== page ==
Owen Lovejoy

Owen Lovejoy

Owen Lovejoy, the son of a Congregational minister, was born, in Albion, Maine, on 6th January, 1811. He graduated from Bowdain College, Brunswick, in 1832 and studied law but never practiced.

In 1836 Lovejoy was ordained as the pastor of the Congregational Church in Princeton, Illinois. Lovejoy was a strong opponent of slavery. So also was his brother, Elijah Parish Lovejoy, the editor of the Alton Observer. A member of the Ohio Anti-Slavery Society, his brother was murdered by a white pro-slavery mob on 7th November, 1837. At his funeral he vowed that he would never "forsake the cause sprinkled with his brother's blood".

Lovejoy was a member of the Liberty Party and in was active in the campaign against the Kansas-Nebraska Act. In 1854 Lovejoy was elected to the Illinois House of Representatives. During this period he became friendly with Abraham Lincoln. However, Lincoln disapproved of Lovejoy's abolitionists views and refused to join him in forming a new radical political party.

After joining the Republican Party, Lovejoy was elected to the 35th Congress and took his seat in March, 1857. He soon gained the reputation as being the most aggressive of the anti-slavery orators and associated with the Radical Republican group in Congress. However, he gradually moderated his views and assured the voters that he was content "to fight slavery in modes pointed out in the Constitution, and in those modes only." In the 1860 presidential election Lovejoy campaigned vigorously for Abraham Lincoln.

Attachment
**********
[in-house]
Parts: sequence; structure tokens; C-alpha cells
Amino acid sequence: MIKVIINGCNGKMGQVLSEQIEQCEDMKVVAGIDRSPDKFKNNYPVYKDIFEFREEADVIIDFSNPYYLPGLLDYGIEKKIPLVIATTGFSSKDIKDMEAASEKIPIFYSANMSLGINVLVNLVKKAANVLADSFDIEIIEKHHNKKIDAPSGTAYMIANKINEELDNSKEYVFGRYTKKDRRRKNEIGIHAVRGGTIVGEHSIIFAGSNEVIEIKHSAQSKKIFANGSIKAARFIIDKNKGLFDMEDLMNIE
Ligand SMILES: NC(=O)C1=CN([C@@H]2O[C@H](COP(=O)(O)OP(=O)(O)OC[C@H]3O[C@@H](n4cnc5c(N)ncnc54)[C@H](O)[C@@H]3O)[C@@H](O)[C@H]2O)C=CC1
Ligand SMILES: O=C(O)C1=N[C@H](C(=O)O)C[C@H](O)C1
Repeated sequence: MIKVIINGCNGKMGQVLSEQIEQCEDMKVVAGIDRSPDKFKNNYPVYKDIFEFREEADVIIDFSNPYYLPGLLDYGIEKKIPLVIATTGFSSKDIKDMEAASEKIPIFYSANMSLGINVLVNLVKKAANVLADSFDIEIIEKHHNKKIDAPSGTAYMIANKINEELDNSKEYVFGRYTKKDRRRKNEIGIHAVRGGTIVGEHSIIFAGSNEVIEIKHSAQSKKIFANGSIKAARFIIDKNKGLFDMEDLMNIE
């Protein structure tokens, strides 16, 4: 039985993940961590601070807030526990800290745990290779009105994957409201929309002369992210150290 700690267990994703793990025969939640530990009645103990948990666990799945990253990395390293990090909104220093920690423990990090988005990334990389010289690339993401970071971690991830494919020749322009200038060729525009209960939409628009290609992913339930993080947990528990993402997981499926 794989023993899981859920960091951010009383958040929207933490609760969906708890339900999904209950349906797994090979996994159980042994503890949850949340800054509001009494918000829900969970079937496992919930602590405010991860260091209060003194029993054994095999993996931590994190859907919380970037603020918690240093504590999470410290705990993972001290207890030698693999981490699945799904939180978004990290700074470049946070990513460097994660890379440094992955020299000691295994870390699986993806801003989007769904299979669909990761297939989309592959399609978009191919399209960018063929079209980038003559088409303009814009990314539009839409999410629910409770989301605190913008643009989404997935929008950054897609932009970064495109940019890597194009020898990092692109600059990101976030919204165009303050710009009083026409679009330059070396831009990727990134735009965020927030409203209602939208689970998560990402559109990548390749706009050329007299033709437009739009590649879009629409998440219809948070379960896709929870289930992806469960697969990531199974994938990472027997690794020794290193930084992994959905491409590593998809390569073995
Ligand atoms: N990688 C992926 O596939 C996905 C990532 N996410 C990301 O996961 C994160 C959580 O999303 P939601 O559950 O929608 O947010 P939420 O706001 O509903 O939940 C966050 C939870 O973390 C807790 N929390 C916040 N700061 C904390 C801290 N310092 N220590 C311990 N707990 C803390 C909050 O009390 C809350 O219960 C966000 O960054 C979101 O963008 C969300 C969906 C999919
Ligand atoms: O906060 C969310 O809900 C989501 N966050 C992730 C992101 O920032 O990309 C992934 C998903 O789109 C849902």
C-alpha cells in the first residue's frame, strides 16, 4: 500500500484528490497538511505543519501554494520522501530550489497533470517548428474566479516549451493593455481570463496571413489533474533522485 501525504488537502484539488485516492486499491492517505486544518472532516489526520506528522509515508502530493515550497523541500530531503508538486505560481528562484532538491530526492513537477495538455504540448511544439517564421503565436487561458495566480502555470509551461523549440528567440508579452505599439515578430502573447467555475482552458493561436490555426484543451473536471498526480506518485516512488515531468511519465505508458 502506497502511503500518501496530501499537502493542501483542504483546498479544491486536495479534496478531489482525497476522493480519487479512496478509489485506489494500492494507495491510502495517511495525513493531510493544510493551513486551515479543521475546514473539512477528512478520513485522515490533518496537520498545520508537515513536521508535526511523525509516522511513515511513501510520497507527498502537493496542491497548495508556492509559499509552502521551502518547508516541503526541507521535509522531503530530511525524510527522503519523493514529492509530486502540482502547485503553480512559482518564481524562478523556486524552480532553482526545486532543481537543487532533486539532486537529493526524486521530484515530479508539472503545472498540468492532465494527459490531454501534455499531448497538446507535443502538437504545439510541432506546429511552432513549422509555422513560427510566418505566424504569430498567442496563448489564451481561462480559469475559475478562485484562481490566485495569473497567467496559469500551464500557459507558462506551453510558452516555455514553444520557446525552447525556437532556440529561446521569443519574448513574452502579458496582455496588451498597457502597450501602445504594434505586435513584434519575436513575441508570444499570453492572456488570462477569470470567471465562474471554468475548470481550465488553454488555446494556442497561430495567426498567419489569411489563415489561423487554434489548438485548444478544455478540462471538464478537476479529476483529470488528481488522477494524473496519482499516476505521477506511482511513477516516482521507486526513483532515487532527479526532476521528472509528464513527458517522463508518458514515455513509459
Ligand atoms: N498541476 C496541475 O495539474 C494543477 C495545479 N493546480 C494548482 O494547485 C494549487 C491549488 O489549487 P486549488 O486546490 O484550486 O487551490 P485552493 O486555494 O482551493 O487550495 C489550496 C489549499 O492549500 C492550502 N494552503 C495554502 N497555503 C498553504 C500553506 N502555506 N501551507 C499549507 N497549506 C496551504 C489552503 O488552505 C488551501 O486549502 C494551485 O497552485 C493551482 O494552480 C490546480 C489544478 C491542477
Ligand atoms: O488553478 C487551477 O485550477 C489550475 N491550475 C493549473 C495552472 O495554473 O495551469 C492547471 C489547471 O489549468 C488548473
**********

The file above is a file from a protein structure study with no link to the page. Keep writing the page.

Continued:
During the American Civil War Lovejoy argued that the president should free the slaves. When critics in the Republican Party expressed fears that the former slaves would want to live in the North, Lovejoy replied: "let them stay where they are and work under the stimulus of cash instead of the lash." Lovejoy also argued for the recruitment of black regiments.

Unlike some Radical Republican, Lovejoy took care not to be too critical of Abraham Lincoln. At one speech on 12th June, 1862, he said of the president: "If he does not drive as fast as I would, he is on the right road, and it is only a question of time." Owen Lovejoy died in Brooklyn, New York City, on 25th March, 1864.